Building social change inherently asks that we speak truth to power. Human rights lawyer and founder of the Institute on Statelessness and Inclusion, Amal de Chickera, reveals certain truths about the way in which power shapes our responses to humanitarian crises, resulting in the international community’s consistent failure to protect those in the most desperate need. Focusing on the international responses to the Rohingya crisis, de Chickera touches on many different issues, including the language we use, the “official” nuanced responses to state violence, and the humanitarian industry’s own relationship to human suffering. Ultimately he challenges us as distant and privileged bystanders: we can become part of the solution, but to do so we must speak the truth about power.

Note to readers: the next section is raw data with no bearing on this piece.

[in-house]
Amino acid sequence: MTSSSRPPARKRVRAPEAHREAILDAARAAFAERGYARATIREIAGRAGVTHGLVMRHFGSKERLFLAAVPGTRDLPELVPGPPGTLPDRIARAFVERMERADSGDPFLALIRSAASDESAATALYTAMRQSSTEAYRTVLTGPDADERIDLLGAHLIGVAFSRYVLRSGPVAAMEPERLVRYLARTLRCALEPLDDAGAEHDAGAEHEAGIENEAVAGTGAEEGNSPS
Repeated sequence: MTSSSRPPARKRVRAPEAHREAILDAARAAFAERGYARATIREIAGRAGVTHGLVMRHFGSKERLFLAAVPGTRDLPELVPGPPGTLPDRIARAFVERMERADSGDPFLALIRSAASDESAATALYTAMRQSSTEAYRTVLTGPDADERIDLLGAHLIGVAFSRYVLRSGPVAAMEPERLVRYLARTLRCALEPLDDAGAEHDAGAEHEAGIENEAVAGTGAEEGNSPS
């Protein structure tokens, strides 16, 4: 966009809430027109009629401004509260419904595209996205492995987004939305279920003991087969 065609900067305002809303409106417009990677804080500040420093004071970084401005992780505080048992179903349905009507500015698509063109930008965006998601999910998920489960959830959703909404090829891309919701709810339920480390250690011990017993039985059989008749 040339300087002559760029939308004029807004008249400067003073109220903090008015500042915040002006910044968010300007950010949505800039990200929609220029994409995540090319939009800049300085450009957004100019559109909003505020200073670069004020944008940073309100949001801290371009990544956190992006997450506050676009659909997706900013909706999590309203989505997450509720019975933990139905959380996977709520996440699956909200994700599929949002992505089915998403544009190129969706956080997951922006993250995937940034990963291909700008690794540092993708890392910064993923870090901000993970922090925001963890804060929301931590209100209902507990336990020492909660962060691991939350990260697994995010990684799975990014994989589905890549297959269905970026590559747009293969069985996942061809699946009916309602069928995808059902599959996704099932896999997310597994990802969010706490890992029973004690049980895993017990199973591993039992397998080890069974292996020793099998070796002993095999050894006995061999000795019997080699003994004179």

Two months ago, 20 days into the latest round of indiscriminate, unimaginable violence against them, I posted an article on the genocide of the Rohingya. My emotions were raw. My reaction to the stories and images coming out of Myanmar (via Bangladesh) was visceral and all-consuming. I was unable to focus on my life, my mind refused to allow me to “just carry on”.
Two months on, I have carried on. My emotions are less raw, the tragedy less all-consuming. This is both my guilt and my sanity. “It is perfectly normal,” I tell myself. But I dare not ask if “perfectly normal” is good enough, in the face of such cruelty, violence and hatred, so completely beyond the norm. And so, I am compelled to introspection.